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‘Universities must be spaces for debate’

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Protests over racial issues such as statues and other symbols of the country’s divided history, as well as tuition and student housing, have spread at universities across South Africa. At some universities, students protested the use of Afrikaans as an official language, frustrated that decades after the end of minority-white rule of the country more change was not evident. Fees protests have also become a daily occurrence with students now demanding free higher education.

Last week at the University of Cape Town, students destroyed university property following a spat with police over a shack that was erected on the upper campus to highlight the limited housing availability at university residences.

During the budget speech earlier this week Minister of Finance, Pravin Gordhan allocated a budget of R5.7 billion for higher education in the 2016/17 financial year. The minister noted that the higher education budget will address the university funding shortfall as a result of President Jacob Zuma’s announcement last year that university fees will not be increased this year across the state’s 26 institutions.

However, Dr Russell Ally executive director of the development and alumni department at the University of Cape Town, says that you cannot discuss the amount outside of what the demands are and what the realities are at universities.

“The demands of the Fees Must Fall movement has actually expanded to free higher education (and) the amount in the budget doesn’t actually go that far so there is obviously going to be dissatisfaction,” Dr Ally explained.

“The more important question is whether the state actually is in a position to provide free tertiary education and whether under the present circumstances free tertiary education is actually realistic.”

“It (budget allocation) has gone a long way, but many of the underlying issues still remain and it doesn’t make good the shortfall that universities are going to face although it makes a huge contribution to the universities finances,” Dr Ally went further.

Further north at least three South African universities have been closed this week after a new wave of student protests that saw buildings torched over high tuition fees and allegations of racism.

“There is a lot of anger and a lot of frustration. But it doesn’t justify the burning of buildings and it doesn’t justify arson and it doesn’t justify criminality,” says Dr Ally.
In a statement released by the University of Cape Town, university management addressed the importance of keeping the university open as a space for debate.

“We are hoping now that sense is going to prevail; you can protect buildings as much as you want to, you can have private security, you can have police, you can have cameras, but if there are people that are determined to burn buildings and if not buildings then other assets such as motor vehicles people will find a way to do that so we need to move away from this idea that we can prevent this from actually happening by simply having more security and by using more force,” Dr Ally continued.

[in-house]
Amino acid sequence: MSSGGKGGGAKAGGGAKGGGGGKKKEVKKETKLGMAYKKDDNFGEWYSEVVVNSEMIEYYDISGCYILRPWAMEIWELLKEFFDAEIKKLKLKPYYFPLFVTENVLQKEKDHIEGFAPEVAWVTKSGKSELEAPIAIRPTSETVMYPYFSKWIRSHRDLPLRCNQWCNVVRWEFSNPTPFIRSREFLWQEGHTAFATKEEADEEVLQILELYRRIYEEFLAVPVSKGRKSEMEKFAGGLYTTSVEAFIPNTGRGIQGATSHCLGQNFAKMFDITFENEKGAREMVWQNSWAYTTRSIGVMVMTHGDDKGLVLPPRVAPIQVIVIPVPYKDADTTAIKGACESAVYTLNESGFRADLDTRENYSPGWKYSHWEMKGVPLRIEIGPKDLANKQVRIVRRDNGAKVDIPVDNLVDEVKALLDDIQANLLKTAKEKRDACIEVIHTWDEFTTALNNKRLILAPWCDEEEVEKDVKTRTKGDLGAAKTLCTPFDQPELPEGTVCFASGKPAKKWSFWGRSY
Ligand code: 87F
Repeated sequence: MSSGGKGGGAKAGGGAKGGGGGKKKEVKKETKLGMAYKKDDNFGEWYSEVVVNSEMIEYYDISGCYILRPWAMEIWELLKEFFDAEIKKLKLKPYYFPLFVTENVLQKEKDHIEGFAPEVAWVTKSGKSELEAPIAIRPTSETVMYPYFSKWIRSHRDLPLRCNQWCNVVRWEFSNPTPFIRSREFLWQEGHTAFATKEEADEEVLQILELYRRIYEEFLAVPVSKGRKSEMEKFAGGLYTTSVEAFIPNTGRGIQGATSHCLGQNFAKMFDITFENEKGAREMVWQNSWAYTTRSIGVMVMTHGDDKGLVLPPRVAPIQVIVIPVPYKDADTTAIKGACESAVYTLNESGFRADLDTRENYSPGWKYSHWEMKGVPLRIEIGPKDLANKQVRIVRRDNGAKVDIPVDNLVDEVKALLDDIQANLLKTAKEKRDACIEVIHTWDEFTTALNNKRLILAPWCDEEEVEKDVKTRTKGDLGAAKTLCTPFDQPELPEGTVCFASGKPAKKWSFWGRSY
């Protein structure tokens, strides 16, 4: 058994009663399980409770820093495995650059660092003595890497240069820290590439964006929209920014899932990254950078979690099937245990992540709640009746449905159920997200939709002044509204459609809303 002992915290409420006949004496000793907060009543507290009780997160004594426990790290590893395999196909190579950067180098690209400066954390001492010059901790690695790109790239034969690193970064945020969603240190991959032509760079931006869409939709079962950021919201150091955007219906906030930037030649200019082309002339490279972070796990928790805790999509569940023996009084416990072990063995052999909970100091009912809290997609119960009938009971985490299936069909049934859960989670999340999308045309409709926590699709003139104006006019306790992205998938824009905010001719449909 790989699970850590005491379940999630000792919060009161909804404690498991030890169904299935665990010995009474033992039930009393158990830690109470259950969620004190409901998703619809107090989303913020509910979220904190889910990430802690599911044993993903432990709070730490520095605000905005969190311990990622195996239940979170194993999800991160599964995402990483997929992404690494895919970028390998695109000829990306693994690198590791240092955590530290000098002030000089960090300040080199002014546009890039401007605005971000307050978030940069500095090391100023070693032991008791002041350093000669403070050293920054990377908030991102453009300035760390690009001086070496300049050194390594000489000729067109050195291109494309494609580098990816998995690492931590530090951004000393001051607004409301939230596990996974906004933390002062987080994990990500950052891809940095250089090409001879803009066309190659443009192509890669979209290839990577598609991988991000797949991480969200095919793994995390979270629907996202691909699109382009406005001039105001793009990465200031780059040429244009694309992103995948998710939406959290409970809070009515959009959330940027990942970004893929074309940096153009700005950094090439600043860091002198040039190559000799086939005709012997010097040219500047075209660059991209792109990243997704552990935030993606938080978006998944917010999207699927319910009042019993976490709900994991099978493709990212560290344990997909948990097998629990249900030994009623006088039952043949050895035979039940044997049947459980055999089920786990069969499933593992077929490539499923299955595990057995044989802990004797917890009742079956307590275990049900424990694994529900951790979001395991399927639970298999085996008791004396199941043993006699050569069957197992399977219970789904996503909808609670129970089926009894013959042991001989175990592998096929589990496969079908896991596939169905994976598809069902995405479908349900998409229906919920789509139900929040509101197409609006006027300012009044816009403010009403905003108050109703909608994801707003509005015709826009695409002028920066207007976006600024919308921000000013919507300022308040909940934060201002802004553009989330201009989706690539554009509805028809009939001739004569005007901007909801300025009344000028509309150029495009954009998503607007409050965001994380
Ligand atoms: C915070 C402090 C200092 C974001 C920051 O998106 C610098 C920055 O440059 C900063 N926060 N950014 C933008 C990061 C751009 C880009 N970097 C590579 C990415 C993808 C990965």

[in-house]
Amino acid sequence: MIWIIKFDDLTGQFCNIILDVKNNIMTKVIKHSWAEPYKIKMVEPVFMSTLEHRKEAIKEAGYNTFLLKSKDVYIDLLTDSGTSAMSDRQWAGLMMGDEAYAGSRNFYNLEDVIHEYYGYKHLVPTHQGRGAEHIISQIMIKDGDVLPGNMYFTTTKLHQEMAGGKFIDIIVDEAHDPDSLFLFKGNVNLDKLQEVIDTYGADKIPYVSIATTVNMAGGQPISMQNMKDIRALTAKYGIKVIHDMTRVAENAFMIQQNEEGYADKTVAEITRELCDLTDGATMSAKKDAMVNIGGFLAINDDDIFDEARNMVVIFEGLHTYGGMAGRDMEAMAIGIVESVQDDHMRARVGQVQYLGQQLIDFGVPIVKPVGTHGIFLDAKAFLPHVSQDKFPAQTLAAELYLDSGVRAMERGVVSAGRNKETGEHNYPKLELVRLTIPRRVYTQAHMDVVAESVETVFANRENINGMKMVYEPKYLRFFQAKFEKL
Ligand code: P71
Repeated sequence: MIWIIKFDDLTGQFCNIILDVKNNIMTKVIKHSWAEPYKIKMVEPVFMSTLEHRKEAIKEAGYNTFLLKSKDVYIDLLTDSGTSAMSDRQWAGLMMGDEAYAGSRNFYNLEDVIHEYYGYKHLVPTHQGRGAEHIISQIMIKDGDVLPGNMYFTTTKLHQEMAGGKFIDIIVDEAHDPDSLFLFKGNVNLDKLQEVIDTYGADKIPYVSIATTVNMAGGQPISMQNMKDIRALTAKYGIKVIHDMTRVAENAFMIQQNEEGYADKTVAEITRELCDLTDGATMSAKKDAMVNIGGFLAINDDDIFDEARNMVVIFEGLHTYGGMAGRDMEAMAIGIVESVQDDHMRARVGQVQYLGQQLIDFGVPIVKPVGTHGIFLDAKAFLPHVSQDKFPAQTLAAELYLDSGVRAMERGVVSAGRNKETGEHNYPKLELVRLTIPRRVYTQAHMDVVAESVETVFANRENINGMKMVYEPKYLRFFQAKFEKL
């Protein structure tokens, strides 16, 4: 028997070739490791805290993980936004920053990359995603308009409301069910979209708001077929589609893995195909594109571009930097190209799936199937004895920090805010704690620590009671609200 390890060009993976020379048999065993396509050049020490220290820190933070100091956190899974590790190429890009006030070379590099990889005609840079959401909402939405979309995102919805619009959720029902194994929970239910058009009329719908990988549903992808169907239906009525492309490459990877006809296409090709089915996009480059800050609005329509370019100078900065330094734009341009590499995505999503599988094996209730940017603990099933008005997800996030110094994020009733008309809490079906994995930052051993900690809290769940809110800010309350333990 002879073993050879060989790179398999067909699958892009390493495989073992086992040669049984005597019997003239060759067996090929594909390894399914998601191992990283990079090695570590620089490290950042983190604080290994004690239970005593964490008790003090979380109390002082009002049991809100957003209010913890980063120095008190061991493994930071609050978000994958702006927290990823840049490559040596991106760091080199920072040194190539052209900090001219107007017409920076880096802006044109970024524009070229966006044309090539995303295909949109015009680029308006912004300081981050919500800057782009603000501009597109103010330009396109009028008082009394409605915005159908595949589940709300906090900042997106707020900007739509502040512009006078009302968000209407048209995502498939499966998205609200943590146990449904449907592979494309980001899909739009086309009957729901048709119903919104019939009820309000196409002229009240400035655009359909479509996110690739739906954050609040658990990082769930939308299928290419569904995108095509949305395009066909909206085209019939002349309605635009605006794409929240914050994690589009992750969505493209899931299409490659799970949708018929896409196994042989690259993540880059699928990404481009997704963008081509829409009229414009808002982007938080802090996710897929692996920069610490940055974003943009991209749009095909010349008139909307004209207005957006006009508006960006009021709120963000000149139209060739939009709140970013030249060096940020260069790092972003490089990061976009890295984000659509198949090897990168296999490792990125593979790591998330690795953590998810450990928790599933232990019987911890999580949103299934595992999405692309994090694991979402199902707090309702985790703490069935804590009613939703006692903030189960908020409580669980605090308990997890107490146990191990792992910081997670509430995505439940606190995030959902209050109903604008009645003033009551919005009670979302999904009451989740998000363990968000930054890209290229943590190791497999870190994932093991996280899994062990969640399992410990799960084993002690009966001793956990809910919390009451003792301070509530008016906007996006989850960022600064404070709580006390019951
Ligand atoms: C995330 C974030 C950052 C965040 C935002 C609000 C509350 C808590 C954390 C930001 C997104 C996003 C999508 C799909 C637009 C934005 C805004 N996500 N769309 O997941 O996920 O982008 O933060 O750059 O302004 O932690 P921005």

“The only way we can prevent this from happening is by having a constructive engagement on the issue and hoping that the students who have very legitimate demands and their grievances are very real and their frustrations are very real that they also come to their senses and realise that this kind of destructive behaviour is also not in their long term interests because at some point we have to sit around a table and sort these things out.”

Earlier in the year, Minister for Higher education Blade Nzimande revealed that government would have to fork out R150 million due to damage to property at universities. This amount could be much higher now as universities all over the country face tantamount of damage to property.

The minister said the country cannot afford more damage to institutional assets, adding that the cost of the security to protect the functioning of the education system is exorbitant.

“We are going to have to pay for all that has been destroyed and that is going to take resources away from where the resources really need to go which is to bursaries to financial aid to sorting out debt to paying for lecturers for infrastructure,” Dr Ally expressed.

When asked whether UCT would be shut down if violent protests were to continue the director had this to say.

“The safety and security of staff and students is paramount and if ever you reach a situation where life is at risk where safety and security is at risk then of course it would be irresponsible not to take every measure to put that in place and ensure that that is actually is the situation,” says Dr Ally.

“So we assess the situation on a daily basis and we make our decisions based on those decisions.” VOC

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